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2001/12/18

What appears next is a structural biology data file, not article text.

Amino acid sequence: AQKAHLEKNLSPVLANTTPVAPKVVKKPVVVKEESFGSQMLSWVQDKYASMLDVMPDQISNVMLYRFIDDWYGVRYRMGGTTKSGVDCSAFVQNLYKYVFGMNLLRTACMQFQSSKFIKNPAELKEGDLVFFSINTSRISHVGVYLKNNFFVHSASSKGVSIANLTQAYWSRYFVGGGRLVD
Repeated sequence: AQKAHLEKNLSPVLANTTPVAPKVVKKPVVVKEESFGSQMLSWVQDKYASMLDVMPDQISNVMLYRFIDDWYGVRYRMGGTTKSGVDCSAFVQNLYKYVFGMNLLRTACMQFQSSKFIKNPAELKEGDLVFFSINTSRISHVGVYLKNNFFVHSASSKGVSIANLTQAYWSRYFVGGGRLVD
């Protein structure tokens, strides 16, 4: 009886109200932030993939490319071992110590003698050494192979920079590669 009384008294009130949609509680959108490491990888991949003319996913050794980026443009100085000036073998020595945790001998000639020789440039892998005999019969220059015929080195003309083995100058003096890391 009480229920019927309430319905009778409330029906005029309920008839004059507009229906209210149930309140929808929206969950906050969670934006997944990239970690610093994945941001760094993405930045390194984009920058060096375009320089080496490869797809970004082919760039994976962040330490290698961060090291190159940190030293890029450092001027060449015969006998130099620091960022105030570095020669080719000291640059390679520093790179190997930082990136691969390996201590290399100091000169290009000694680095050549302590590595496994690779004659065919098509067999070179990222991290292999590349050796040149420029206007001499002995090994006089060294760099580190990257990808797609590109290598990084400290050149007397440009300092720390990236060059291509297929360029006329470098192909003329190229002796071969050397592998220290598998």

The Cow Catch Event - New Equine Sport What do you get when you cross team penning, working cow horse, trail horse, and throw in roping for added spice? You get The Cow Catch Event. The enthusiasm for this new equine event is tremendous. The fun, challenge, and affordability of The Cow Catch Event is appealing to riders at all levels of experience. "Producers and contestants alike are telling us they really like this new equine sport," says Cow Catch founder and producer, Joe T. Barnett of Joe T. Productions. The Mississippi cowboy has for the past twelve years produced many pennings in several states including the Dixie National Team Penning & Sorting which draws penners from all over the country. Barnett also introduced "No Trash" team penning that has proved to be very popular in many areas. He says, "However, many smaller associations have quit because it has gotten too expensive to produce pennings. Many part time competitors have stopped hauling because of the higher entry fees." So what exactly is The Cow Catch Event? It is a timed event. It requires a two rider team. The arena has cattle pens at both ends. There are holding pens for resting cattle and a sorting pen that keeps five head of cattle for competition. The arena also has two obstacles set approximately where the #1 & 2 barrels are in a barrel race. The object is for the riders to open the gate on the sorting pen, enter the pen and cut one cow out of five and drive the cow into the arena. The cow is then driven in a figure eight pattern around the obstacles and taken to the far end of the arena, where one of the two riders opens the exit gate and the cow is driven out of the arena into the exit pen. Time starts when sorting pen gate is opened. Time stops when exit gate is closed. Sounds simple, right? So what do the competitors have to say about it? "I really like it," says team penner Buddy Eaton. "You have to be thinking and alert. Not as much speed as team penning, but you need a good rider with alot of control of his horse." Melinda Woodward, Cow Catch Open Class winner likes the fact that both riders are equally involved. "It takes two riders working together to make this work." Team penning judge and penner Kenny Davis likes that riders get to choose their own cow. "If you know cattle, you have an advantage here in that you pick the cow you want to work." Roper and penner Elmer Woodward's response to Cow Catch? "We had a blast! Good thing there is a 5 ride limit at the first one I went to. I would have kept on riding all night. We entered and rode Saturday night, came home and set up the pens at 6:30 Sunday morning, went to church, came home and practiced all Sunday afternoon. We invited some ropers and barrel racers over to practice with us. Everybody enjoyed it." So where do ropers come into it, you ask? At any time during the pattern one or both riders have the option of roping the cow using a breakaway honda. If they catch the cow, (neck or horns), two seconds are taken off their time. If they miss, two seconds are added to their time. Team roper Steve McMullen enjoys the challenge of the Cow Catch. "I thought, 'I can do that', but it wasn't as easy as I expected!" Does McMullen think ropers will have an advantage? "No, most ropers rope on a straight line & there aren't many straight lines in this. There isn't much room and you go to work fast." Is the Cow Catch Event only for experienced cowhands? "No way," says Angie Abrams, Chickasaw County Event secretary. "We have beginner riders riding entering the Cow Catch who wouldn't attempt to show or pen. This is something that the whole family can do together." What do riders think is the hardest thing about the Cow Catch Event? "The second obstacle," according to Buddy Eaton. "At the beginning of the pattern you can let the cow decide which way to go, but on the second obstacle, there is only one way left to go." "Working the gate is hardest for the young horse I'm riding," says Kenny Davis. From a roper's view, Steve McMullen states, "It depends on the cattle. Some don't want to line out and run straight, (like cattle in brush roping.)" What advantages are there for producers? J.E. Pumphreys is president of the Chickasaw Fair Association. His group has been having team pennings for several years. "We can't afford to have team pennings anymore. The Cow Catch Event doesn't take as much speed, isn't as hard on the cattle. We can run 200-300 teams and only need 30 head of cattle. That makes a big difference in cost of production." Elmer Woodward wants to produce some Cow Catch Events. "We're working on getting an arena where we can hold some. The Cow Catch will be more affordable to put on. And it really appeals to ropers, penners, and sorters, especially to someone who likes to sort." Angie Abrams says, "There are a lot less headaches putting on a Cow Catch Event. It doesn't take nearly as many cattle, much less time in preparation, settling cows." "Its tremendous for cattlemen," states Buddy Eaton. "A cattleman can afford to put on Cow Catch Event. And he sees his cattle being handled like he would handle them at home." Is there a bright future for The Cow Catch Event? Most agree that by summer there will be lots of Cow Catch Events. Nancy Davis believes Cow Catch Events will bring back alot of folks who have lost interest in equine competitions. Barnett says they already have Events scheduled in central and north Mississippi most weekends. "We are adding Cow Catch to the Dixie National schedule in January and we have started scheduling events in other states. We plan to have our first championship finals early in 2003." "The Cow Catch Event requires few cattle, is simple, and is easy to produce. Because of that, we can have low entry fees, respectable pay outs, and offer an exciting event that more people can compete in. It's a win - win situation", says Barnett. For information on sanctioned Cow Catch Events (those where entry fees are charged), producer's agreements are available. Phone or fax Joe T. Barnett - 662-890-6310. Web site will be available soon.